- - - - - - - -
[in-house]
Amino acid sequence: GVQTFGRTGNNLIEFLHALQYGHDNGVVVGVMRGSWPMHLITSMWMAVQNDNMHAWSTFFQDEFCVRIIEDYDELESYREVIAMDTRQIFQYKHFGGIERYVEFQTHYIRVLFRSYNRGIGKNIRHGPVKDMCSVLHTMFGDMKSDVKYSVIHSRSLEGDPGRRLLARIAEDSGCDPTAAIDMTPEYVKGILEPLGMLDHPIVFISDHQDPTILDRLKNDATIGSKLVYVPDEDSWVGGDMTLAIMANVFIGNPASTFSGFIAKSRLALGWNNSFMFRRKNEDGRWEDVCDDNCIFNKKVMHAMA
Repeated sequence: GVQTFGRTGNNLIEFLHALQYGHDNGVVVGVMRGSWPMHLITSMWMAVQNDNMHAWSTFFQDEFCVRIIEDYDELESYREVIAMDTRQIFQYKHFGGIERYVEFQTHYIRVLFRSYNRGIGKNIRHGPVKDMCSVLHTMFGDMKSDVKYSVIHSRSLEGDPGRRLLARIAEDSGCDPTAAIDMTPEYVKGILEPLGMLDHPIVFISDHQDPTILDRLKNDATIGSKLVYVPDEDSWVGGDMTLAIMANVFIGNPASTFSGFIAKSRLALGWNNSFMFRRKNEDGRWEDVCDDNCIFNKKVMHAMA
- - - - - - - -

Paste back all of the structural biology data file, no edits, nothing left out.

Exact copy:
[in-house]
Amino acid sequence: GVQTFGRTGNNLIEFLHALQYGHDNGVVVGVMRGSWPMHLITSMWMAVQNDNMHAWSTFFQDEFCVRIIEDYDELESYREVIAMDTRQIFQYKHFGGIERYVEFQTHYIRVLFRSYNRGIGKNIRHGPVKDMCSVLHTMFGDMKSDVKYSVIHSRSLEGDPGRRLLARIAEDSGCDPTAAIDMTPEYVKGILEPLGMLDHPIVFISDHQDPTILDRLKNDATIGSKLVYVPDEDSWVGGDMTLAIMANVFIGNPASTFSGFIAKSRLALGWNNSFMFRRKNEDGRWEDVCDDNCIFNKKVMHAMA
Repeated sequence: GVQTFGRTGNNLIEFLHALQYGHDNGVVVGVMRGSWPMHLITSMWMAVQNDNMHAWSTFFQDEFCVRIIEDYDELESYREVIAMDTRQIFQYKHFGGIERYVEFQTHYIRVLFRSYNRGIGKNIRHGPVKDMCSVLHTMFGDMKSDVKYSVIHSRSLEGDPGRRLLARIAEDSGCDPTAAIDMTPEYVKGILEPLGMLDHPIVFISDHQDPTILDRLKNDATIGSKLVYVPDEDSWVGGDMTLAIMANVFIGNPASTFSGFIAKSRLALGWNNSFMFRRKNEDGRWEDVCDDNCIFNKKVMHAMA